Imagine that criminals broke into headquarters and bugged your executive offices for insider information--and then made millions trading on that information. That's what can happen if you jump into a Board Communication Systems too quickly. It has already happened: They silently monitor your Board of Directors communications until they hear insider information that they can use to strike it rich on the stock market.
A Board Communication System, often called a Board Portal, is supposed to be a secure cloud system that your CEO, CFO and board of directors use to communicate with one another to make sure any highly sensitive information about the company is protected--from insiders, the IT department, and bad guys. Information that is shared between board members can range from company strategy, to M&A plans, to non-public financial performance details. Imagine the havoc that could ensue if anyone was able to access sensitive knowledge and then use it to their advantage.
As I have been speaking with other CSOs the subject of a Board Portal is coming up more and more frequently, especially within publicly traded companies. The Securities and Exchange Commission (SEC) has now issued guidance mandating that public companies disclose privacy and data breaches because they can be material events. A material event is an incident that can impact your company in a financially meaningful way.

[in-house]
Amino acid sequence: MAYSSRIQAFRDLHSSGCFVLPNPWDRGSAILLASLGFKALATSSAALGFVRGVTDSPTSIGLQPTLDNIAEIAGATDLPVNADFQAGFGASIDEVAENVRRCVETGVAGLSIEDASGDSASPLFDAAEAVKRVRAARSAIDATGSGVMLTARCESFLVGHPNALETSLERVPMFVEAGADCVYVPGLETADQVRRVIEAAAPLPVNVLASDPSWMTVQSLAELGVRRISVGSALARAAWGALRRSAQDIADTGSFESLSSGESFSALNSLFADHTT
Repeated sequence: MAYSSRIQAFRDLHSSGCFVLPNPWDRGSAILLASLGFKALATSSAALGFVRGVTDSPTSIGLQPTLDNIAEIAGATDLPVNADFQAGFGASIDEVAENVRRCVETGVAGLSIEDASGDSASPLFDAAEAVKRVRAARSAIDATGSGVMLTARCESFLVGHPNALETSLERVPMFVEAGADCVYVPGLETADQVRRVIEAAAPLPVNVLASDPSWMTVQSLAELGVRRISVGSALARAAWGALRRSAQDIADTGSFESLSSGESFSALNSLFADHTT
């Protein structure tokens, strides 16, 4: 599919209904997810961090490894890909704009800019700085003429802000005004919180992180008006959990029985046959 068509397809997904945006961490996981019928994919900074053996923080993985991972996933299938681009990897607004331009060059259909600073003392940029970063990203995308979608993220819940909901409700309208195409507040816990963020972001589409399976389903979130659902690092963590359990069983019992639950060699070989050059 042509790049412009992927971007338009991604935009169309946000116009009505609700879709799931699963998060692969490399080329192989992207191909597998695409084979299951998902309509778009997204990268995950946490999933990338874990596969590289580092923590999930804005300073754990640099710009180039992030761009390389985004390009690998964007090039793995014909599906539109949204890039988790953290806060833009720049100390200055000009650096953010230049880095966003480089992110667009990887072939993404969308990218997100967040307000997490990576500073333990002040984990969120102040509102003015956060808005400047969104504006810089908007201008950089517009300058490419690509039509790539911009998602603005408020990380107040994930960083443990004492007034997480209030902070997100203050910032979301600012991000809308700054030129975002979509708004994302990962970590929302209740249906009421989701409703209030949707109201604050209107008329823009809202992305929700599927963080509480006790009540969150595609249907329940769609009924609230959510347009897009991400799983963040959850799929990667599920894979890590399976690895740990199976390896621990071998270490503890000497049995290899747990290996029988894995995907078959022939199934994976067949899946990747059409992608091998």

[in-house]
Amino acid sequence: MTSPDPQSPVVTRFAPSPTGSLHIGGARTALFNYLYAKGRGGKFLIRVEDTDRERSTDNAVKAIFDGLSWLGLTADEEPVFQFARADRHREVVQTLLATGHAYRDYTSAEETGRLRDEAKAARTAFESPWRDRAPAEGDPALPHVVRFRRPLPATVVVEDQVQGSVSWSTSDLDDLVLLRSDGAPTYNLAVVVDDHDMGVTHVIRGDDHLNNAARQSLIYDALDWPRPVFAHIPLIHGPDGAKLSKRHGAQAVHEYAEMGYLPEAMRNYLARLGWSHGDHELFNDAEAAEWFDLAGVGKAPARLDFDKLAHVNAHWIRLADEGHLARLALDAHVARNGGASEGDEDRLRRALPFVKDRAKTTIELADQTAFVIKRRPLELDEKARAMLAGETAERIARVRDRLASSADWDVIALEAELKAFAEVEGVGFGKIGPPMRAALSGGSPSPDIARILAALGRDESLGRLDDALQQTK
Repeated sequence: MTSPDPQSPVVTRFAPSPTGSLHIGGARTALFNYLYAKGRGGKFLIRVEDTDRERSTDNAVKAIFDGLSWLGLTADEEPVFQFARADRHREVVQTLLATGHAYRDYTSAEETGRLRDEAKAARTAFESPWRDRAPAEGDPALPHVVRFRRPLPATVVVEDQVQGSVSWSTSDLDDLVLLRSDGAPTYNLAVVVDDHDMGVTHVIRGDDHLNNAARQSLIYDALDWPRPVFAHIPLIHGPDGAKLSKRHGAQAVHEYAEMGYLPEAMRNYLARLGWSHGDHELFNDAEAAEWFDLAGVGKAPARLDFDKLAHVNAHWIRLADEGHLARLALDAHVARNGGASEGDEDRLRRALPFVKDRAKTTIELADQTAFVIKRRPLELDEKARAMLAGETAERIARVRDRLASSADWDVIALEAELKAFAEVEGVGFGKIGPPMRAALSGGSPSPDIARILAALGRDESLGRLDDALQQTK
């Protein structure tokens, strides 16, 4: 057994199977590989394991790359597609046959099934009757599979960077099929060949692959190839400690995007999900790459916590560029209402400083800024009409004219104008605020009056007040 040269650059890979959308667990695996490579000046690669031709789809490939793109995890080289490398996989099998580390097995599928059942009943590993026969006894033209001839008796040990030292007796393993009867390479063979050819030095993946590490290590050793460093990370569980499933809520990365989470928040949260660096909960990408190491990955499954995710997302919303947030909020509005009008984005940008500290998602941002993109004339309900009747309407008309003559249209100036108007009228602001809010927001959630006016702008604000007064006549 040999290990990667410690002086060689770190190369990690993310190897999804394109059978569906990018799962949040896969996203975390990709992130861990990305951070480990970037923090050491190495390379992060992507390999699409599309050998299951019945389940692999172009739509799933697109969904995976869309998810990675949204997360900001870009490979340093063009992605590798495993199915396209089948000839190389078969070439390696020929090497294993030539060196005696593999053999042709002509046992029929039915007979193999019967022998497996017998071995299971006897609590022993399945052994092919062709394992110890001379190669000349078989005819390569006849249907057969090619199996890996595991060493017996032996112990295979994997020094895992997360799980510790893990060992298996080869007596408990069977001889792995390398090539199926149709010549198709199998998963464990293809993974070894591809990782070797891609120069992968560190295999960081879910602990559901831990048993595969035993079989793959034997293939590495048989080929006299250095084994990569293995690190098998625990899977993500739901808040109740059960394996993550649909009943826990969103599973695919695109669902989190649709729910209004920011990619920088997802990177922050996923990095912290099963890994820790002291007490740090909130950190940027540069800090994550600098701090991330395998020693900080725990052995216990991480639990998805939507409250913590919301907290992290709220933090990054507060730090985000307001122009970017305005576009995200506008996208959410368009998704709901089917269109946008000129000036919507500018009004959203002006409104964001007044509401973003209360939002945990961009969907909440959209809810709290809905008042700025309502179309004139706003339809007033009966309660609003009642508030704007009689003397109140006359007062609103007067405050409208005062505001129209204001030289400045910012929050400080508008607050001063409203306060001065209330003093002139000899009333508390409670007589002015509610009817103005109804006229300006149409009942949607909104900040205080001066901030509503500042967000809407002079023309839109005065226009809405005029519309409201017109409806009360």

When faced with the problem of protecting board member communications from threats, your immediate reaction might be to implement a Board Portal. Well, here's the problem: Most Board Communications Systems are set up by Legal and Investor Relations teams--without the CSO's knowledge and approval. This is a recipe for disaster.
Why BCSs Need Proper Security Measures
We've all read the surveys and reports on the high cost of data breaches and the associated remediation, lawsuits, and penalties. The cost could also increase as a result of the precedent set by Krottner v. Starbucks. As I understand it, in order to get a class action suit to trial, plaintiffs don't need to show actual harm from a breach. They just have to show an increased risk of harm. If a Board Portal is breached, this could mean every one of your shareholders is a potential plaintiff (arguing that their investment has been placed at increased risk of harm due to insider trading or other stock price manipulation).
And this doesn't just affect public companies. Private companies that do business with public companies may need to start disclosing breaches to keep corporate customers as clients.
I examined some of the Board Portal companies--many of which are startups offering cloud-based services. The barriers to entry are low and new ones keep popping up. That raises a warning flag to me; I am a bit concerned with the ability of these companies to safeguard sensitive data. Many aren't making security the top priority--even though it's mission-critical. The Board Portals are a gold mine for organized crime looking to make a large quick profit. This is not speculation; it has already happened.
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